The victim puts their money into the account and the fraudster is never heard from again.
We’ve written about these a few times in the past. Check out Homebuyers beware: this hack and scam email fraud could cost you your next home for more info.
Stay safe: First of all, watch out for a change in language or tone in emails. If it suddenly becomes more aggressive or pressurising, be suspicious.
Before you make any payments, give the recipient a call just to confirm that the message was from them and that the details you have are still correct. Only transfer a small amount of money to begin with, just to make sure the payment clears and it has gone to the right person.
A keylogger is a piece of software or hardware that captures everything you type so it can pick up your messages, logins, passwords and other valuable details.
It can be combined with other monitoring software which is even more dangerous. For example, keylogging can be combined with a history tracker so the scammer will know who you bank with and can use your details to swipe your cash.
Most keyloggers are installed by malware that could come from dodgy emails or even from someone who has access to your machine and wants to spy on you.
The software typically runs in the background so that it goes unnoticed. It can also be set to monitor specific patterns like sequences of numbers (these could be credit card numbers) and then put them on a database.
Stay safe: The best piece of advice is not to click on any suspicious links from people unless you’re 100% sure what they are.
For extra security, use a password manager. Keyloggers often go on raw information in the form of keystrokes. However, they can’t log information which isn’t typed, so forms that fill in automatically are well guarded against keyloggers.Password managers will also change your passwords frequently without you having to type anything.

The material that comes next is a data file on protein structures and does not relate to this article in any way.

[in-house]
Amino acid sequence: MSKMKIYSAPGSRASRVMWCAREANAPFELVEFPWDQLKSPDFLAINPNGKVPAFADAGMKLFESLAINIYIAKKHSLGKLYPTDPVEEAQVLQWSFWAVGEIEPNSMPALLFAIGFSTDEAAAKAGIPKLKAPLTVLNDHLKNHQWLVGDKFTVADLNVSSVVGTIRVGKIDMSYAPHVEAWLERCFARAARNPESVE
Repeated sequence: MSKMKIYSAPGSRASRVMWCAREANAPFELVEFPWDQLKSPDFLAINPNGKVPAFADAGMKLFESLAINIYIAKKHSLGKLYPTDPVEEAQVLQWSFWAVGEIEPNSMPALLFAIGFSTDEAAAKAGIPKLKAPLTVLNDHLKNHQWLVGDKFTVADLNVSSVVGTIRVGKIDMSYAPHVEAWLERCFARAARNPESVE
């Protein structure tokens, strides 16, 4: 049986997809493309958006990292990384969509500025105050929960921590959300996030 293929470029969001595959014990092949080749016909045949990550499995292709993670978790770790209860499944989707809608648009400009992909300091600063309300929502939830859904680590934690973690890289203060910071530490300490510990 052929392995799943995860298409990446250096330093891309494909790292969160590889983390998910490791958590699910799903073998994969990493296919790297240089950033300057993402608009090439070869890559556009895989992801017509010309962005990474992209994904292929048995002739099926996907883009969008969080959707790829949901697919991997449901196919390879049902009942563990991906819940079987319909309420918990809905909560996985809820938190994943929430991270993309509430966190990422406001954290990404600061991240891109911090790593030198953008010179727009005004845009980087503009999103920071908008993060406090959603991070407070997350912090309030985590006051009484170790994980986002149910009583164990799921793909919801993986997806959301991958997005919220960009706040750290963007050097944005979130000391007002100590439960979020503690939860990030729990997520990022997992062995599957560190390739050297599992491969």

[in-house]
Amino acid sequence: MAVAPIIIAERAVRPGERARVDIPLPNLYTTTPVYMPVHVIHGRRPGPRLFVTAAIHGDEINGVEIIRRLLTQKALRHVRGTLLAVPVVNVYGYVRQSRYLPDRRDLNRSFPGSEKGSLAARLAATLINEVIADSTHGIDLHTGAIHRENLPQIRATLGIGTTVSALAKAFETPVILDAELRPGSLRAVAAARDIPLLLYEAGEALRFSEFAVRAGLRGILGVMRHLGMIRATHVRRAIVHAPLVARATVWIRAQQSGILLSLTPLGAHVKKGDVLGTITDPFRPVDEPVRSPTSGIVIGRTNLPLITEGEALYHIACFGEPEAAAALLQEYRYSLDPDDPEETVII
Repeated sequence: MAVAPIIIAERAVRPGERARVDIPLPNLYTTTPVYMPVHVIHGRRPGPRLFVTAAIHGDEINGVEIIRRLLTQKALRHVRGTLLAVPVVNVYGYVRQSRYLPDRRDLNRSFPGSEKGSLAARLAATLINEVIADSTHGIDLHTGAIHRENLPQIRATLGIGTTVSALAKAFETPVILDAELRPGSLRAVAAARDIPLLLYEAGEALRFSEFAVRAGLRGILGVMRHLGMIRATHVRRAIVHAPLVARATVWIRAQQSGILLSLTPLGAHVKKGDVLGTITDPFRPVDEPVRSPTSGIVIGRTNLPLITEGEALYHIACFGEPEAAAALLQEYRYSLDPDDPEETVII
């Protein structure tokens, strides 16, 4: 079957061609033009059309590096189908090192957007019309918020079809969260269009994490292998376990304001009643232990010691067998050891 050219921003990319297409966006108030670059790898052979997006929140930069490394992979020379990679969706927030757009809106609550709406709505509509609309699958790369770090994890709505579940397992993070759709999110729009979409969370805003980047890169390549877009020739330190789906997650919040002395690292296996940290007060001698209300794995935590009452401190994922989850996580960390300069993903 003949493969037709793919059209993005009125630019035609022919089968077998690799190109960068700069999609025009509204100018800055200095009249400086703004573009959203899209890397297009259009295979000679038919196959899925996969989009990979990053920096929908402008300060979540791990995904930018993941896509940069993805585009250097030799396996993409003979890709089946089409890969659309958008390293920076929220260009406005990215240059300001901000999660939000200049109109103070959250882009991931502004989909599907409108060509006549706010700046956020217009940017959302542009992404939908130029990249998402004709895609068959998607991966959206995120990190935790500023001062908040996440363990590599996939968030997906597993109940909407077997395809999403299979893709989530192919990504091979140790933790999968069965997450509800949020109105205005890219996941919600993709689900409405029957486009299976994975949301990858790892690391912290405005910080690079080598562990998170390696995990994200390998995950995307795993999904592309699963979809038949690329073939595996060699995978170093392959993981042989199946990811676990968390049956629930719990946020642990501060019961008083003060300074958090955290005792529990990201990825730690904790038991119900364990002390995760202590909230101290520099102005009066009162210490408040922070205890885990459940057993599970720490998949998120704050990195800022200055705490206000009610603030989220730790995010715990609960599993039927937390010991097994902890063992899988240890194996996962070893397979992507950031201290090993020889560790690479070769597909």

Read our guide on Password managers: the best free and premium services on Android, iOS and PC to get started.
Ransonware is similar to phishing in that it often finds its way on to the victim’s computer if they click a link in a dodgy email.
After the link is downloaded, the victim’s data and the server its attached to get encrypted by ransomware so that they can’t access it. In order to unlock it they have to pay the hacker a sum of money within a short period of time. If they fail to make that payment, the price goes up. After that, the decryption key gets destroyed, so the user no longer has access to their files.
Image credit: Action Fraud
Even in this example, scammers tried to convince victims that Action Fraud itself was trying to block content by using the organisation's own branding.
Stay safe: Aside from avoiding suspicious emails and keeping your anti-virus software up-to-date, make sure your data is backed up on an external hard drive, memory stick or online storage programme.
Holiday fraud is everyone’s worst nightmare: you’ve booked your essentials, your bags are packed and you’re on your way to your destination. However, once you get there, you find that your accommodation doesn’t exist.
Stay safe: To avoid this horrible scam, book through a tour operator as it will be responsible for your booking.
Check whether or not the holiday company you go with is registered with ABTA. Not only does this prove that they’re legitimate, but you’ll get more protection if the company goes bust.
Never pay for your holiday by cash or bank transfer. Pay by credit card if you can – you’ll get extra protection from your credit card provider should something go wrong. You’ll be covered under Section 75 of the Consumer Credit Act.
And as ever, don’t respond to unsolicited communications promising unrealistically low prices.
Advance fee fraud